According to the CDC, it has typically received reports of approximately one human swine influenza virus infection every one to two years in the U.S., but from December 2005 through February 2009, 12 cases of human infection with swine influenza were reported. Presently there have been 40 cases in the U.S. in the past few days, but all are recovering, the CDC stated.
Probably the most well-known outbreak of swine flu was among soldiers in Fort Dix, New Jersey in 1976. CDC documents stated that the virus caused disease, with x-ray evidence of pneumonia, in at least four soldiers and one death. All of these patients had previously been healthy. The virus was transmitted in close contacts in a basic training environment, with limited transmission outside the basic training group. The virus is thought to have circulated for a month and disappeared.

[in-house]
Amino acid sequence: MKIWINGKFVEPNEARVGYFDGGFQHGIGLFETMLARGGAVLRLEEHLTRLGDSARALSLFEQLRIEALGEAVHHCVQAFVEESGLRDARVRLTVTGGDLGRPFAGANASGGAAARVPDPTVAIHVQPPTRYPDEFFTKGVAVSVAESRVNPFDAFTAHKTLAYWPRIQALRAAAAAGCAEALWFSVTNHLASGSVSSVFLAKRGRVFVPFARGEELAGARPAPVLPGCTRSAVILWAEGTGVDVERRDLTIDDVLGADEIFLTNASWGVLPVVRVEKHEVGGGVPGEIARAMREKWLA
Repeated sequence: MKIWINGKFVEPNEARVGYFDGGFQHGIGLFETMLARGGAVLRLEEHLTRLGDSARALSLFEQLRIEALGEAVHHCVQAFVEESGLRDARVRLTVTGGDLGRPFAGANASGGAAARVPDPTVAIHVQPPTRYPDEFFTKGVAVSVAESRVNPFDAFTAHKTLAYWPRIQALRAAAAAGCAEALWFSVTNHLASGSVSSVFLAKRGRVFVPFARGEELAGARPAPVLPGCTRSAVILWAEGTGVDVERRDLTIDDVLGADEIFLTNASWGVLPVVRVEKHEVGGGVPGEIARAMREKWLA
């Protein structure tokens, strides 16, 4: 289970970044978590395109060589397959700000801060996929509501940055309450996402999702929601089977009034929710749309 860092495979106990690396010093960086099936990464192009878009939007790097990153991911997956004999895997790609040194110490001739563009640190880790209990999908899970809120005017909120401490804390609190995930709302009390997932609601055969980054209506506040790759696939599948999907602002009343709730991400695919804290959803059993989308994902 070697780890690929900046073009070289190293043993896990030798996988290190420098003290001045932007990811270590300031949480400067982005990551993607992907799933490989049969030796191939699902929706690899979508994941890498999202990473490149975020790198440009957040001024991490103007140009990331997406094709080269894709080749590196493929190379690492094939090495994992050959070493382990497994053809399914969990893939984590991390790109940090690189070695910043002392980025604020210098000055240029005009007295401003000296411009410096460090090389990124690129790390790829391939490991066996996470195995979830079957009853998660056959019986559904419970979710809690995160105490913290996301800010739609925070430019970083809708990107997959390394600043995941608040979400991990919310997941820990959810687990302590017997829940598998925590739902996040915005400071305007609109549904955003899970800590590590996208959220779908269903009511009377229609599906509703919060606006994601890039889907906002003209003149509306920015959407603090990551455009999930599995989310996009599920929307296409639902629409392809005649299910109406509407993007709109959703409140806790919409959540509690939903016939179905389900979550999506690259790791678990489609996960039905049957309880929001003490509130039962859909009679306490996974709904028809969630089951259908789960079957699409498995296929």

The source of the virus, the exact time of its introduction into Fort Dix, and factors limiting its spread and duration were unknown, according to the CDC. The Fort Dix outbreak may have been caused by introduction of an animal virus into a stressed human population in close contact in crowded facilities during the winter, the CDC stated.